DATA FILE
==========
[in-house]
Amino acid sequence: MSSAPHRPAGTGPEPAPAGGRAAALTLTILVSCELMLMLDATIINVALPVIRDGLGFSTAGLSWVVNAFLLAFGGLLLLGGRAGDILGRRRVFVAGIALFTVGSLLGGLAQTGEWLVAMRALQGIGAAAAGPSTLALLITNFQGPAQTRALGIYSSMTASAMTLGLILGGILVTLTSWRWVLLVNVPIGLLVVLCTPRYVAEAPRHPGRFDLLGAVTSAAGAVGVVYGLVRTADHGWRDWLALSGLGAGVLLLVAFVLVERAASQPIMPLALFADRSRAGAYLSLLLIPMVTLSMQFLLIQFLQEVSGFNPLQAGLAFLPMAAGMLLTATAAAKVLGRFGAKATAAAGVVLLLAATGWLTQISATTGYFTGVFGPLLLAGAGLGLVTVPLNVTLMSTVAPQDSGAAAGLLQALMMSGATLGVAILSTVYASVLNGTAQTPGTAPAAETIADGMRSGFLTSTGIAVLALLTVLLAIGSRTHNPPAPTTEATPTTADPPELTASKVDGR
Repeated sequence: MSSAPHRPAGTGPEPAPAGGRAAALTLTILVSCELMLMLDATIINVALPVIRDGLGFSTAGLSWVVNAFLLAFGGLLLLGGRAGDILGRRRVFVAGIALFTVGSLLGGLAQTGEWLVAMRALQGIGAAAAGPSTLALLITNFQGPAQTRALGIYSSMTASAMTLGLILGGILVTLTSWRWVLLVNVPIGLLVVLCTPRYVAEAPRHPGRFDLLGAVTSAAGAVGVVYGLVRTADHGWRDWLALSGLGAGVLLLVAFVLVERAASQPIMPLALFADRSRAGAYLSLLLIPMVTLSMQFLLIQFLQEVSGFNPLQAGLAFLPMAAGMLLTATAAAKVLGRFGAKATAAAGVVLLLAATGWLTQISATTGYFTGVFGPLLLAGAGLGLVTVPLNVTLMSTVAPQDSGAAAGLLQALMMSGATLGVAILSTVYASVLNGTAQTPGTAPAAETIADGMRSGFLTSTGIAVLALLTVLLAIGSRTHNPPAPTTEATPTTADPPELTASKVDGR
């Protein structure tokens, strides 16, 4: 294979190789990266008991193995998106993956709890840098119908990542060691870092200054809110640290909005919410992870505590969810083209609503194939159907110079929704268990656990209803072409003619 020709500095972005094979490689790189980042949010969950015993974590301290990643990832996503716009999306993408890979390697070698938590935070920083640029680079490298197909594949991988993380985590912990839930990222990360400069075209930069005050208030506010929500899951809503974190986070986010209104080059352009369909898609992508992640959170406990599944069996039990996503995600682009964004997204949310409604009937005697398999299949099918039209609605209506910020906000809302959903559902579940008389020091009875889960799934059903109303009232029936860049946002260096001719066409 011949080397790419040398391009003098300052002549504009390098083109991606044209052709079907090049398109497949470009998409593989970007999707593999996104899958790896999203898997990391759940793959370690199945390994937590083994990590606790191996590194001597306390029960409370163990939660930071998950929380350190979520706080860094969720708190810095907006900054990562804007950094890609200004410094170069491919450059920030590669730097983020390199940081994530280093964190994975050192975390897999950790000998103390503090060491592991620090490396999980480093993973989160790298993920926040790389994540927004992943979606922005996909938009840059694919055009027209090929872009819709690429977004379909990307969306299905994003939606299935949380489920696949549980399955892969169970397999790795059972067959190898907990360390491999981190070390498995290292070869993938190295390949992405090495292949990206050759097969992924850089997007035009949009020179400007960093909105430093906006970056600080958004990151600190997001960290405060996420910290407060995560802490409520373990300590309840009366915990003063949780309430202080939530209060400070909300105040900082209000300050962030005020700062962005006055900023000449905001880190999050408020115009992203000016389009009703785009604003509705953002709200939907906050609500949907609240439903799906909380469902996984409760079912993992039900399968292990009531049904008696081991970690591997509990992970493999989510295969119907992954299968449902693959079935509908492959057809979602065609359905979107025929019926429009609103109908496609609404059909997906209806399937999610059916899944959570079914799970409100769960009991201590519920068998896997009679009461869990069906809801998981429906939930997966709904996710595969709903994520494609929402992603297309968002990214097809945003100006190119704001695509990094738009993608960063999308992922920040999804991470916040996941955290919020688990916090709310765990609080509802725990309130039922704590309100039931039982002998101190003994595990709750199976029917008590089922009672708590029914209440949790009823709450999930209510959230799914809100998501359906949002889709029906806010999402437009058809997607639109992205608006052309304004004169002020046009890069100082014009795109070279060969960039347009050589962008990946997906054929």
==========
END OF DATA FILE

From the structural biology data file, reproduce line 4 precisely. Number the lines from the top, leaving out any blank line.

């Protein structure tokens, strides 16, 4: 294979190789990266008991193995998106993956709890840098119908990542060691870092200054809110640290909005919410992870505590969810083209609503194939159907110079929704268990656990209803072409003619 020709500095972005094979490689790189980042949010969950015993974590301290990643990832996503716009999306993408890979390697070698938590935070920083640029680079490298197909594949991988993380985590912990839930990222990360400069075209930069005050208030506010929500899951809503974190986070986010209104080059352009369909898609992508992640959170406990599944069996039990996503995600682009964004997204949310409604009937005697398999299949099918039209609605209506910020906000809302959903559902579940008389020091009875889960799934059903109303009232029936860049946002260096001719066409 011949080397790419040398391009003098300052002549504009390098083109991606044209052709079907090049398109497949470009998409593989970007999707593999996104899958790896999203898997990391759940793959370690199945390994937590083994990590606790191996590194001597306390029960409370163990939660930071998950929380350190979520706080860094969720708190810095907006900054990562804007950094890609200004410094170069491919450059920030590669730097983020390199940081994530280093964190994975050192975390897999950790000998103390503090060491592991620090490396999980480093993973989160790298993920926040790389994540927004992943979606922005996909938009840059694919055009027209090929872009819709690429977004379909990307969306299905994003939606299935949380489920696949549980399955892969169970397999790795059972067959190898907990360390491999981190070390498995290292070869993938190295390949992405090495292949990206050759097969992924850089997007035009949009020179400007960093909105430093906006970056600080958004990151600190997001960290405060996420910290407060995560802490409520373990300590309840009366915990003063949780309430202080939530209060400070909300105040900082209000300050962030005020700062962005006055900023000449905001880190999050408020115009992203000016389009009703785009604003509705953002709200939907906050609500949907609240439903799906909380469902996984409760079912993992039900399968292990009531049904008696081991970690591997509990992970493999989510295969119907992954299968449902693959079935509908492959057809979602065609359905979107025929019926429009609103109908496609609404059909997906209806399937999610059916899944959570079914799970409100769960009991201590519920068998896997009679009461869990069906809801998981429906939930997966709904996710595969709903994520494609929402992603297309968002990214097809945003100006190119704001695509990094738009993608960063999308992922920040999804991470916040996941955290919020688990916090709310765990609080509802725990309130039922704590309100039931039982002998101190003994595990709750199976029917008590089922009672708590029914209440949790009823709450999930209510959230799914809100998501359906949002889709029906806010999402437009058809997607639109992205608006052309304004004169002020046009890069100082014009795109070279060969960039347009050589962008990946997906054929």